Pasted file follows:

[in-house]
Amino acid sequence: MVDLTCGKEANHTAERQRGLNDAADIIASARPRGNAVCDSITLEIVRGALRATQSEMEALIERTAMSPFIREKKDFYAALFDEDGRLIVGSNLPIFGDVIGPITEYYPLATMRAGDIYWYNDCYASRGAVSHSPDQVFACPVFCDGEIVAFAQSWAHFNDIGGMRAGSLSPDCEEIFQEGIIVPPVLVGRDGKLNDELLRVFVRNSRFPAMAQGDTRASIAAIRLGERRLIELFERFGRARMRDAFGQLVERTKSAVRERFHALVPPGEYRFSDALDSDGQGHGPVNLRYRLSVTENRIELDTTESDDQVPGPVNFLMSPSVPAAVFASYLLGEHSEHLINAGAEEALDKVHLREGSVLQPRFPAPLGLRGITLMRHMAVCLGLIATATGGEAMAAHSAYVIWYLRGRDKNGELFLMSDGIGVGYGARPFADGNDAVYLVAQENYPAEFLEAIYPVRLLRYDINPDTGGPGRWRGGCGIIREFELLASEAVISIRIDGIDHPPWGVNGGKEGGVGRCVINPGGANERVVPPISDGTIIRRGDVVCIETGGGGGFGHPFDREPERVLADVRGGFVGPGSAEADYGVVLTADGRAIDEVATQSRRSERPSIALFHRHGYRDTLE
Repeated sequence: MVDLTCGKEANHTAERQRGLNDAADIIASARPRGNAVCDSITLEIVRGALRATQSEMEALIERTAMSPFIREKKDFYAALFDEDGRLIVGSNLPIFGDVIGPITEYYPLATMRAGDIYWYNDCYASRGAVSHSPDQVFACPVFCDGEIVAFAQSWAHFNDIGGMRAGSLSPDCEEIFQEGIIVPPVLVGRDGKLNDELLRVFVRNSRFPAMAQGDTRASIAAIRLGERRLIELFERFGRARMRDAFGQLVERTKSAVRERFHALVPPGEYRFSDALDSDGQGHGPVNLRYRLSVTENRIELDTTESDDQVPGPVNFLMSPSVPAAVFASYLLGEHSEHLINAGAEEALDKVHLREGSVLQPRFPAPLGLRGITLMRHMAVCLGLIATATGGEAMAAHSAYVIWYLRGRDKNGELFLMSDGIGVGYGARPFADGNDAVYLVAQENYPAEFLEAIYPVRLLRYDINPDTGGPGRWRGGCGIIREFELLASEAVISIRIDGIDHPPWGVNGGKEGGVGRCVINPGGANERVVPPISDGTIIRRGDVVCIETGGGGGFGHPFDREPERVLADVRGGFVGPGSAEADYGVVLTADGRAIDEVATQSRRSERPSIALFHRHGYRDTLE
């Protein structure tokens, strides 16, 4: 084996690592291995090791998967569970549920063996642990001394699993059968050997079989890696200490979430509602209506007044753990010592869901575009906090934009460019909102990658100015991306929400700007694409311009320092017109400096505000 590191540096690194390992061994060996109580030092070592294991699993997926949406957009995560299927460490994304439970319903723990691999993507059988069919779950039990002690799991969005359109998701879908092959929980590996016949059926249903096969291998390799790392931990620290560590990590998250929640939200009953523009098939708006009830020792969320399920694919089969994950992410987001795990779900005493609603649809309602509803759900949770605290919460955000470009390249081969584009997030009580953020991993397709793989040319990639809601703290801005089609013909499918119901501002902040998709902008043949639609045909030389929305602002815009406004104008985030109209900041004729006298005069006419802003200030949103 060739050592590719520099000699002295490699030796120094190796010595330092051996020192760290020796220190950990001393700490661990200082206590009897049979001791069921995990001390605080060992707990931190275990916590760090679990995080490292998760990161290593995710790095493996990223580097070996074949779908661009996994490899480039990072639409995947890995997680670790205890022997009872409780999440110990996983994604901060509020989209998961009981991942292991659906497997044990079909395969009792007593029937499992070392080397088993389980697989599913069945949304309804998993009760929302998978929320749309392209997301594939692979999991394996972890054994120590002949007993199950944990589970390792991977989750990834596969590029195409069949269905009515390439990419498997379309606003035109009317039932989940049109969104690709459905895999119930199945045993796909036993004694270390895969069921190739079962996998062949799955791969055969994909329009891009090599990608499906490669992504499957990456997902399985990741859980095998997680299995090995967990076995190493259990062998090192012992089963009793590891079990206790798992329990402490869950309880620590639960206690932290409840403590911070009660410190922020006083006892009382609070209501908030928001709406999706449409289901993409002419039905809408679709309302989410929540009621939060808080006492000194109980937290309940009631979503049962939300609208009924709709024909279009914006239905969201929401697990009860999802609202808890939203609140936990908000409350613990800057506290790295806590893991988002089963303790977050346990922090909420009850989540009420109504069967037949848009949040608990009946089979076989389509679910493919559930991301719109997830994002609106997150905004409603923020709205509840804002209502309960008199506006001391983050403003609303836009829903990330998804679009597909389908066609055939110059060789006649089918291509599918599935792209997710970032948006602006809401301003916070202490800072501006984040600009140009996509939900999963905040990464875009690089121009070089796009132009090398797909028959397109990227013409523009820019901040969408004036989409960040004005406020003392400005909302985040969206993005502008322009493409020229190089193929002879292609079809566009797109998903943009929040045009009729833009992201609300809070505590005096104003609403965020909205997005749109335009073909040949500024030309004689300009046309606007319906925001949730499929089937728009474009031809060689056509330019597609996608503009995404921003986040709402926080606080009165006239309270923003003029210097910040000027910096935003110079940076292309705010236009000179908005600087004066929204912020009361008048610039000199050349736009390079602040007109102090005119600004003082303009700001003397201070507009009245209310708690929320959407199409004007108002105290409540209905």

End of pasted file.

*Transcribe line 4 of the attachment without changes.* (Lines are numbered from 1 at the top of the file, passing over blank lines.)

């Protein structure tokens, strides 16, 4: 084996690592291995090791998967569970549920063996642990001394699993059968050997079989890696200490979430509602209506007044753990010592869901575009906090934009460019909102990658100015991306929400700007694409311009320092017109400096505000 590191540096690194390992061994060996109580030092070592294991699993997926949406957009995560299927460490994304439970319903723990691999993507059988069919779950039990002690799991969005359109998701879908092959929980590996016949059926249903096969291998390799790392931990620290560590990590998250929640939200009953523009098939708006009830020792969320399920694919089969994950992410987001795990779900005493609603649809309602509803759900949770605290919460955000470009390249081969584009997030009580953020991993397709793989040319990639809601703290801005089609013909499918119901501002902040998709902008043949639609045909030389929305602002815009406004104008985030109209900041004729006298005069006419802003200030949103 060739050592590719520099000699002295490699030796120094190796010595330092051996020192760290020796220190950990001393700490661990200082206590009897049979001791069921995990001390605080060992707990931190275990916590760090679990995080490292998760990161290593995710790095493996990223580097070996074949779908661009996994490899480039990072639409995947890995997680670790205890022997009872409780999440110990996983994604901060509020989209998961009981991942292991659906497997044990079909395969009792007593029937499992070392080397088993389980697989599913069945949304309804998993009760929302998978929320749309392209997301594939692979999991394996972890054994120590002949007993199950944990589970390792991977989750990834596969590029195409069949269905009515390439990419498997379309606003035109009317039932989940049109969104690709459905895999119930199945045993796909036993004694270390895969069921190739079962996998062949799955791969055969994909329009891009090599990608499906490669992504499957990456997902399985990741859980095998997680299995090995967990076995190493259990062998090192012992089963009793590891079990206790798992329990402490869950309880620590639960206690932290409840403590911070009660410190922020006083006892009382609070209501908030928001709406999706449409289901993409002419039905809408679709309302989410929540009621939060808080006492000194109980937290309940009631979503049962939300609208009924709709024909279009914006239905969201929401697990009860999802609202808890939203609140936990908000409350613990800057506290790295806590893991988002089963303790977050346990922090909420009850989540009420109504069967037949848009949040608990009946089979076989389509679910493919559930991301719109997830994002609106997150905004409603923020709205509840804002209502309960008199506006001391983050403003609303836009829903990330998804679009597909389908066609055939110059060789006649089918291509599918599935792209997710970032948006602006809401301003916070202490800072501006984040600009140009996509939900999963905040990464875009690089121009070089796009132009090398797909028959397109990227013409523009820019901040969408004036989409960040004005406020003392400005909302985040969206993005502008322009493409020229190089193929002879292609079809566009797109998903943009929040045009009729833009992201609300809070505590005096104003609403965020909205997005749109335009073909040949500024030309004689300009046309606007319906925001949730499929089937728009474009031809060689056509330019597609996608503009995404921003986040709402926080606080009165006239309270923003003029210097910040000027910096935003110079940076292309705010236009000179908005600087004066929204912020009361008048610039000199050349736009390079602040007109102090005119600004003082303009700001003397201070507009009245209310708690929320959407199409004007108002105290409540209905």